Friday, March 26, 2010

Finger Sandwiches?

Some years ago at a roast, Barack Obama told the story of how Rahm Emanuel lost the tip of his middle finger on a meat slicer at the deli where he was working as a student. Barack described Rohm as being "essentially rendered mute". Apparently Rohm really knows how to wield his impedicus or digitus medius or what's left of it.

Having a bit extra on the end of that middle finger could be useful in case of this kind of accident. You'd never be at a loss for words. At lunch the other day, Barbara talked about experiencing a deadly business lunch with a chap who had more than a little extra (middle finger length). His impedicus was legendary for it's extraordinary length. Not only was it long, but spatulate as well! Barbara said it was terribly distracting, disgusting in fact,  and wondered why the man didn't undergo surgery to reduce it's length. Nancy, always curious, wondered what they had to eat at that lunch. Chicken fingers? Finger sandwiches? She did a hilarious enactment of the inevitable sputtering/word groping that occurs when you're trying to avoid  noticing or mentioning a peculiarity like this. Instead of putting your foot in your mouth, everything you say ends up having a finger in it.

I had a little bit (hmmm) to offer to the finger stories having sliced off the tip of my own dear impedicus on a bagel slicer in NYC a decade ago. In the emergency room they shouted, "Bagel Kit". Apparently, bagel accidents are frequent in NYC and in the ER's they have, at the ready, assemblages of appropriate sutures and splints, finger cots and so on. My finger and my story share happy endings as my fingertip, despite the prediction of the ER surgeon, clung to life -  by a hair for a while; finally it took hold and stuck. I still have my full finger repertoire although in Fallbrook there's little use for it and it's getting rusty.

Here's one of my mother's favorite recipes for FS.

Cucumber Finger Sandwiches
Only for the patient and pain-staking cook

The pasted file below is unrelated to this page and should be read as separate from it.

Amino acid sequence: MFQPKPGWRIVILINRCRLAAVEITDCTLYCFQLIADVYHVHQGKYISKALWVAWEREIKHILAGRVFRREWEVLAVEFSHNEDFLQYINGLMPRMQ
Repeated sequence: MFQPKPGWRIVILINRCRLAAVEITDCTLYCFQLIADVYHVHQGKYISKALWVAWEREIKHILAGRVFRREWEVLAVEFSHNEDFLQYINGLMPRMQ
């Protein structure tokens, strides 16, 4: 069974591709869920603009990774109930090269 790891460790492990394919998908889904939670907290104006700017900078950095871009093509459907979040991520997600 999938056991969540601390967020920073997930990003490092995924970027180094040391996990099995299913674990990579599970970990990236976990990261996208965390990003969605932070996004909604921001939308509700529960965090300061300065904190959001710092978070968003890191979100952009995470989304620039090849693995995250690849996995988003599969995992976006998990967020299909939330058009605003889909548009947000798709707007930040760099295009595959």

1 cup whipped cream cheese
1/2 teaspoon garlic salt
1 medium cucumber, peeled and very thinly sliced
1 bunch watercress, washed well, dried and 1/2 the bunch cut into two inch pieces
1 loaf thinly sliced white bread, crusts removed (My mother used to roll them with slight pressure
using a rolling pin. She liked the bread ever so lightly compacted.)

Blend cream cheese with garlic salt. Spread thinly on bread slices, making sure to spread right to the edges. Assemblage is very important with these little sandwiches. It could take my mother an hour to put together a plate of these. Speed is not of the essence here.  Because the sandwiches are tiny, every bite has to count  - unlike it's vulgar, bulky cousins - those thick deli style sandwiches overly crammed with filling stacked up in the center of the bread. Nothing is as disappointing with finger sandwiches, as an unbalanced bite! Overlap the cucumber slices with great care and precision, on half the bread slices, placing them right to the edges of the bread; top with the two inch pieces of watercress. Close the sandwiches with the remaining bread slices - line up the edges. Carefully, avoiding fingers, and using a finely serrated knife, saw into quarters or use a sharp unserrated knife and one swift partitioning hack. Use excess watercress for  garnish.

If anyone expresses displeasure with the size of these sandwiches or the fillings or finds any fault of any kind with the sandwich maker or his/her family, you know what to do.


  1. That was such an absolutely hilarious lunch and so is this post! What do you mean there's not much use for that finger in Fallbrook. I find a use almost every day, especially while driving. I don't actually use it, though-just think about it. Someone, reading our past blogs and comments might get the idea we're obsessed with the middle finger. Nahhh!

  2. My mother always made finger sandwiches for special occasions- Nancy's wedding luncheon, for instance. This recipe sounds good!

  3. At the Huntington Gardens tea room, I had finger sandwiches earlier this year. They were good, but not
    as good as those mother-made ones, like yours and mine.

    I guess we do look a little finger obsessed. Odd that we're finding so much to be say on the subject of communicating without words.

    I'm still laughing over that lunch. Is it dangerous to laugh that much? Splitting a gut or something?